Forget new laws or video screeners, the holiday blockbuster Lord of the Rings: The Return of the King made a quick trip to peer-to-peer networks on the Internet before legitimate fans could even pay for their popcorn.
Wired magazine reports that despite the hype, new laws won’t do much to solve the problem of film piracy. Eric Garland, CEO of BigChampagne, which tracks the most popular downloads on peer-to-peer networks, said at least 10,000 copies of The Return of the King, are already on the Internet.
Like other blockbuster films, the copies of this movie appear to be high quality. The most popular versions seem to have been taken by professional pirates, rather than a regular ticket-buying audience member, Garland said.
The Motion Picture Association of America, however, estimates that about 90 percent of films on peer-to-peer networks originated from camcorder versions of films, and is working to enact laws that will penalize those who surreptitiously record films in movie theaters.
As of Jan. 1, bringing a camcorder into a movie theater is a crime in California. Under the law, moviegoers who see a person with a camcorder in a theater may make a citizen’s arrest. Those convicted could spend a maximum of a year in jail and be fined up to $2,500.
Vans Stevenson, senior vice president of the MPAA, said the organization will push to enact similar laws in a dozen other states next year. “We want to have every available tool and remedy that we can to fight this particular problem of thievery,” Stevenson said. “If we don’t, it’s going to have a dramatic negative effect on our business.”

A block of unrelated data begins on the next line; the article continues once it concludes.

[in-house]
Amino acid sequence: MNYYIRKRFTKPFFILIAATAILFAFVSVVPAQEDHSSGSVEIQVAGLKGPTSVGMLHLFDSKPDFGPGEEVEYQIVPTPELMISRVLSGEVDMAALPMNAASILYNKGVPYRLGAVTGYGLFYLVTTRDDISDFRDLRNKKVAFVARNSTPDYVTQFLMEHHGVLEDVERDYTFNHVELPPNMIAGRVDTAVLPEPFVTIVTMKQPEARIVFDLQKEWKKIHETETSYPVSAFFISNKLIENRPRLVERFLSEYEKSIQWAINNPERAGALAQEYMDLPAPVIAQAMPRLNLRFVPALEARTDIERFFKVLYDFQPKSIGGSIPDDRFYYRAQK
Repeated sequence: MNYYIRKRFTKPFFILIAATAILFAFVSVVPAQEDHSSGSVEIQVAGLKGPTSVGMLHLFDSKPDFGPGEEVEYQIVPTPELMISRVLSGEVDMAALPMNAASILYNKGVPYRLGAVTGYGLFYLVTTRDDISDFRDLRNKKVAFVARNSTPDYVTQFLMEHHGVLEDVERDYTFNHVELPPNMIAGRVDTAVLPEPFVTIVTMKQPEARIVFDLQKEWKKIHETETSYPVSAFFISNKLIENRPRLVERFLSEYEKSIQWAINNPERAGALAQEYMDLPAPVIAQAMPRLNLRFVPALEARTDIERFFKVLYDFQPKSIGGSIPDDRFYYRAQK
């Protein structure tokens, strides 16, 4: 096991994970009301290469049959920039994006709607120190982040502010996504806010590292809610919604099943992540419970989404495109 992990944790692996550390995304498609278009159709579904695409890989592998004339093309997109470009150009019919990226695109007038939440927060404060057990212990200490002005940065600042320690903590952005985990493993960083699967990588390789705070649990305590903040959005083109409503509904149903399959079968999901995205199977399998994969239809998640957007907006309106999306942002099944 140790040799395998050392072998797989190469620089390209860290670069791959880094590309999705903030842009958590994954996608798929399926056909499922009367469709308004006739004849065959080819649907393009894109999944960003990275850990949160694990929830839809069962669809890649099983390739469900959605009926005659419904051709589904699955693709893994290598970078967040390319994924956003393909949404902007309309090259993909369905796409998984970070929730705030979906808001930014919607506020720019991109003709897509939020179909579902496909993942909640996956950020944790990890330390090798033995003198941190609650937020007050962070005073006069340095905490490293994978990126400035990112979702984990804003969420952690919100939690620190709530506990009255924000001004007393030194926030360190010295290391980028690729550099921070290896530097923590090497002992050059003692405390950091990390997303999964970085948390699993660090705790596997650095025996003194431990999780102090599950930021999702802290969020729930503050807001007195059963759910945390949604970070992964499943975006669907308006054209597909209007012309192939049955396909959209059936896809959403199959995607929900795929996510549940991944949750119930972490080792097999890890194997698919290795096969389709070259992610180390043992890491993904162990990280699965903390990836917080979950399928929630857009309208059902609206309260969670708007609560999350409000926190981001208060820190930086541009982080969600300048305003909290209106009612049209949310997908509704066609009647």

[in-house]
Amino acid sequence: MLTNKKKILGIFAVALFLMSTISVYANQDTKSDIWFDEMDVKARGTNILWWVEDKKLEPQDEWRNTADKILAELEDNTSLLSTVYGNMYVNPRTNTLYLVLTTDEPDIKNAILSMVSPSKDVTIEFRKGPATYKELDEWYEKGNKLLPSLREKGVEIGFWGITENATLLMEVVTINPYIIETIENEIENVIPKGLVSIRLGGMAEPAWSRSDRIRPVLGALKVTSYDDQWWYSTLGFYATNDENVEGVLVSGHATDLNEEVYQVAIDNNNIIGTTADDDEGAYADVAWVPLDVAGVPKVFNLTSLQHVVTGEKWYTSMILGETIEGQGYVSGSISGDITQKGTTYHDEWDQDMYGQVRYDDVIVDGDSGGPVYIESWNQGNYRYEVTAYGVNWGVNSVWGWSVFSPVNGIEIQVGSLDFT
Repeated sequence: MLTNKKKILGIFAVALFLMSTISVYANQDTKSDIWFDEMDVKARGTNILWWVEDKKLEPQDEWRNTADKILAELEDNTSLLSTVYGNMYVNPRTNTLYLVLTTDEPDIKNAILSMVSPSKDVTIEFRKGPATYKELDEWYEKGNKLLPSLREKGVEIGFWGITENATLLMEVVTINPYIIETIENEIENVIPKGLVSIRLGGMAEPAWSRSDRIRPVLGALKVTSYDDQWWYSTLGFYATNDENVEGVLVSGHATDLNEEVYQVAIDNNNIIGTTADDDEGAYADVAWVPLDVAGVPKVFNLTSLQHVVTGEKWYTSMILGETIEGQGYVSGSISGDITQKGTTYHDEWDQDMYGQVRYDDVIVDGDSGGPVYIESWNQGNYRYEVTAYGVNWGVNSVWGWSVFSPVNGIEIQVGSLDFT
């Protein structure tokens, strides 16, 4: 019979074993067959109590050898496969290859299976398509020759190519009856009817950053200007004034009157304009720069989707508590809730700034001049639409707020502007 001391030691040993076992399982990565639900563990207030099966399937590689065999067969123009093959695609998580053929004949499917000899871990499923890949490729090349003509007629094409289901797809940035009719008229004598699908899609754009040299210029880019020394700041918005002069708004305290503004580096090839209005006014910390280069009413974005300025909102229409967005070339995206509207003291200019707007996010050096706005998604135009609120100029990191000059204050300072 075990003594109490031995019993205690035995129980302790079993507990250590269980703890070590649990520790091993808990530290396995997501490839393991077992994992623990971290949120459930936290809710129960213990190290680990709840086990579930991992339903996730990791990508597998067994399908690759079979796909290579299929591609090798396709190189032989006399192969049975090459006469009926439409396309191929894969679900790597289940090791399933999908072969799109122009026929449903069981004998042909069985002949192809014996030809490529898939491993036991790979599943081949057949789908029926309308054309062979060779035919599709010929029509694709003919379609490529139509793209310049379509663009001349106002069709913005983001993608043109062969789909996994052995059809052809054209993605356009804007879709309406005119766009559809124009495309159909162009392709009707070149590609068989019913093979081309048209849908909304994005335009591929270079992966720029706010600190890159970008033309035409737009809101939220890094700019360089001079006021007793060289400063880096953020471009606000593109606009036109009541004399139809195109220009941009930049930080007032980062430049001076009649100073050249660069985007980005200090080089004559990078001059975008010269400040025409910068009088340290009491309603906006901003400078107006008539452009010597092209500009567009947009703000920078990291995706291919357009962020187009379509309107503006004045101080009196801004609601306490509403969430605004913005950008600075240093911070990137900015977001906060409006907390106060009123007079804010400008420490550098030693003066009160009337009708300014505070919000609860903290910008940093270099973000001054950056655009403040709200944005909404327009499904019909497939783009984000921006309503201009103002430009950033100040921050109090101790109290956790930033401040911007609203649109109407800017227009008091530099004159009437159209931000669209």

Meanwhile, Sen. Dianne Feinstein (D-Calif.) and Sen. John Cornyn (R- Texas) have announced legislation to make it a federal crime to videotape movies in theaters.
Pirated films often have another life beyond the Internet. Rich Taylor, an MPAA spokesman, said the electronic copies on peer-to-peer networks often provide the first access for pirates who press the electronic version and mass-produce hard copies overseas.
Still, Wired reported that most laws designed to thwart film piracy are misguided. “I think they are a complete waste of time,” said Fred Von Lohmann, an attorney with the Electronic Frontier Foundation. “It will have absolutely no effect on the availability of film on peer-to-peer networks.”
He noted a study by AT&T Labs found that the majority of current films are leaked to peer-to-peer networks from inside the industry anyway. “If the MPAA really wanted to make a difference, they should introduce legislation to punish movie studio employees who smuggle the films out,” he said.
Plus, the record-setting opening of The Return of the King suggests that peer-to-peer sharing is not jeopardizing movie studio profits anyway, he said.
The laws “are designed to stall the clock,” BigChampagne’s Garland said. “I certainly don’t oppose any effort the copyright owner makes to protect his intellectual property, (but) this new legislation is not going to solve the big problem.
“Digital copies can and will be made ad infinitum, and any information can be freely and instantaneously distributed to any Internet-connected point on the globe,” Garland said. “There is absolutely nothing that any of these antipiracy measures or band-aids can do to negate these two basic facts.
“It only takes one copy,” he said.
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